“Now baby, ashes to ashes, sand to sand
When I hit you momma then you’ll feel my hand
Give you a punch through that barbed wire fence …
Well if I catch you momma down in the heart of town,
I’m gonna grab me a brick and tear your can on down,
your southern can belongs to me.”
How many rock bands reference sexual taboo – even sexual violence – in such a palatable, literally candy-coated manner? Say what you will about the matching outfits, but The White Stripes have a subtlety of design that lets them get away with stuff that a freakshow diva like Marilyn Manson could only dream of. And I never had fantasies about Marilyn Manson, but Jesus Christ, those White kids …
I put on Elephant when I want to man eat. As in, behave like a man eater. I put it on while I decide what to wear. I put it on and have a drink and get ready to go out and put myself in this world where I have license to behave extremely badly. And my mind starts to race … I want Jack to buy me a scotch, like we both know what that means, like we both know what is going to happen. Like he’s gonna take me down to the basement of his parents’ house. Like he’s gonna flick on a lamp that just barely casts a spot of light on a twin bed with a crotched white cover. Like he’s gonna push me down on the bed, and from underneath him I’ll look up and I’ll just barely spot out Meg, curled up in the corner, in a white eyelet-trimmed cotton nightie, hands over her eyes and yes, she’s peeking from the space between her fingers, catching my eye from beneath her brother. Husband. Brother. Definitely brother.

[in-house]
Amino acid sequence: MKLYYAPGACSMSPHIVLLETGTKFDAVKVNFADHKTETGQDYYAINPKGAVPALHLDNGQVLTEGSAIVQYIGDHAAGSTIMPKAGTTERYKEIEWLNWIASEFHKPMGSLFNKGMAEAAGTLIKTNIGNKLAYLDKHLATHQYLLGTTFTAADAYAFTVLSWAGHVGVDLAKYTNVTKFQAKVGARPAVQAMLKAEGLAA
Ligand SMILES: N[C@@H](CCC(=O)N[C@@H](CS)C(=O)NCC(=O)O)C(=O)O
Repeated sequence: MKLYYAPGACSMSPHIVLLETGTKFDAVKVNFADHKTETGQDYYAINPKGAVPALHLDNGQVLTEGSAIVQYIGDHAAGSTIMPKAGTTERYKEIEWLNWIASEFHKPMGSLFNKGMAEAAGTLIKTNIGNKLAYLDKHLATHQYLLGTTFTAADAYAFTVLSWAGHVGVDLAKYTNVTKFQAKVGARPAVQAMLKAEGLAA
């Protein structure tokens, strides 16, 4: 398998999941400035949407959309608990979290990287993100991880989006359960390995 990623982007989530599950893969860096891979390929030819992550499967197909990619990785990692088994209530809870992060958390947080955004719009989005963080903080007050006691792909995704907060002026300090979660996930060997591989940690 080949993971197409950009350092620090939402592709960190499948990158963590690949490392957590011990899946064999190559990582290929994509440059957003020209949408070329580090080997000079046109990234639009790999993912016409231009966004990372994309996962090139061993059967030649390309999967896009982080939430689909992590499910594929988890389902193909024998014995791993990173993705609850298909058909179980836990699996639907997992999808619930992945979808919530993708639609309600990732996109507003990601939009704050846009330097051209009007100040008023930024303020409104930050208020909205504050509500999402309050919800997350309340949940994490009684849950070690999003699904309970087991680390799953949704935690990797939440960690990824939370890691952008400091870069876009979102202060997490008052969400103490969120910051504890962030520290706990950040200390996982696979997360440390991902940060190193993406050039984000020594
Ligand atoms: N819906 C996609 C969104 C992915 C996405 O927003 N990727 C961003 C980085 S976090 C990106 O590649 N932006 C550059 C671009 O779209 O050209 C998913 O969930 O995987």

I sit and I drink my scotch and I play this out in my head, just to get it out of my system. The record gets me out of the house, at least, but at the same time the fantasy spoils my oft-compromised reality. There are times when my sexual escapades are like living inside a White Stripes song, but these are the best of times, and I get spoilt by this record for the rest of times. I have to keep reminding myself that living inside an ELO song is maybe good enough.
So what happened to their marriage? I lie awake at night trying to figure it out. Why would he leave her – I mean, look at her. And what could he have done to make her go away? Who do you think you’re messing with, girl? Who do you think you’re trying to fool? God, it was her! I thought you made up your mind. She found herself another man. “You think I care about me and only me – well you know it don’t take much to satisfy me”. There was only one way to send Jack White out the door, and it looks like Meg’s done gone and done it. But you know, maybe Jack just didn’t want try so hard, or whatever. Maybe being in a band with your wife was just like, too much. Maybe he had an inkling they weren’t going to stay married for long. From their first, pre-divorce record: “Is this really love? Is she the one I love?” Ouch.
Jack White is just a junior-high tease – but watch out, because adolescent sexuality rules the world, and Jack and Meg know how to use it.